Psalm 98 – “Let the sea roar, and all its fullness, The world and those who dwell in it; Let the rivers clap their hands; Let the hills be joyful together before the Lord”

Psalm 148 – “Praise the Lord from the heavens; Praise Him in the heights! Praise Him, all His angels; Praise Him, all His hosts! Praise Him, sun and moon; Praise Him, all you stars of light! Praise Him, you heavens of heavens, And you waters above the heavens!
Let them praise the name of the Lord, For He commanded and they were created. He also established them forever and ever; He made a decree which shall not pass away.
Praise the Lord from the earth, You great sea creatures and all the depths; Fire and hail, snow and clouds; Stormy wind, fulfilling His word; Mountains and all hills; Fruitful trees and all cedars; Beasts and all cattle; Creeping things and flying fowl; Kings of the earth and all peoples; Princes and all judges of the earth; Both young men and maidens; Old men and children.”

Isaiah 55 - “For you shall go out with joy, and be led out with peace; The mountains and the hills shall break forth into singing before you, and all the trees of the field shall clap their hands. 

In light of these Scriptures and the idea that all of Creation is to experience the Joy, how then are we so okay with the destruction of the planet? How are we okay with eating meat and the mass slaughter of animals? How are animals to partake in the Joy of the World? How are they to “repeat the sounding joy” if we keep them locked in torturous farms where their only job is to serve our greed and desire for meat?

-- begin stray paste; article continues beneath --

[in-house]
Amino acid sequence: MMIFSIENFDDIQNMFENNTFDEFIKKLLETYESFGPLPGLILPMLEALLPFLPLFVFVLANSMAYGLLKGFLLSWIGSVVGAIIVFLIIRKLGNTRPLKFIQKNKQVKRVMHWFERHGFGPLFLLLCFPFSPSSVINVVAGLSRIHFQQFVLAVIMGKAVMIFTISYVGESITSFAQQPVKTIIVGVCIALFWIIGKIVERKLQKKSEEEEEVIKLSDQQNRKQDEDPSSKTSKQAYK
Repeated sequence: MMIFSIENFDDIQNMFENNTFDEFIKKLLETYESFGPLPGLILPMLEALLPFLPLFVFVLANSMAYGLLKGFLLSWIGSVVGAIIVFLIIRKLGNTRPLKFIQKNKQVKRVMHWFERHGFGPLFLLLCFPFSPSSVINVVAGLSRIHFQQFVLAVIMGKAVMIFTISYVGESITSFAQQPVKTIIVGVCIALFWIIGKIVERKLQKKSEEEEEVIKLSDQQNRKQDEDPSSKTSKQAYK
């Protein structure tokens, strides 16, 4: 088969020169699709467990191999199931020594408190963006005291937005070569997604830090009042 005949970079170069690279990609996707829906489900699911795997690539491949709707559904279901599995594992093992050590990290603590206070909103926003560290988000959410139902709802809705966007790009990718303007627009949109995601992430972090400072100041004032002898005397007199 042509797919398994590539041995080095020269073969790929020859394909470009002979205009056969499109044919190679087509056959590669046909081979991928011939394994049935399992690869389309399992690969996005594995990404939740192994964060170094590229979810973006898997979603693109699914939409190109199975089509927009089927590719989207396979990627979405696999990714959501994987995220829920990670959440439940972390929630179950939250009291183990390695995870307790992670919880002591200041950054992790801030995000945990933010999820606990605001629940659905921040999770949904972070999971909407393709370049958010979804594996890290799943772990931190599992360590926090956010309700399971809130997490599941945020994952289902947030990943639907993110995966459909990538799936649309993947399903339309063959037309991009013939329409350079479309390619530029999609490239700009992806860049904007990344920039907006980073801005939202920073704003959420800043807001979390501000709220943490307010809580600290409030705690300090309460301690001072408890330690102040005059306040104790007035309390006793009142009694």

If Jesus really is the Joy to the World, perhaps we ought to take the focus off of ourselves and focus on how this message and the movement we are a part of is actually being a Joy to the World. Perhaps we are to take seriously John 3v16, “For God so loved the world (all of it) that He gave His only Son...” and perhaps we, as God’s agents on earth, should finally understand what it means to take dominion over the earth.

This Christmas I will be enjoying a good, vegetarian meal with my family, reflecting on the Prince of Peace whose birth has brought the Kingdom of Heaven to earth and through whose resurrection we are assured that one day a New Creation will be made where the lion will lie down with the lamb.

Be blessed this Christmas. Love and peace.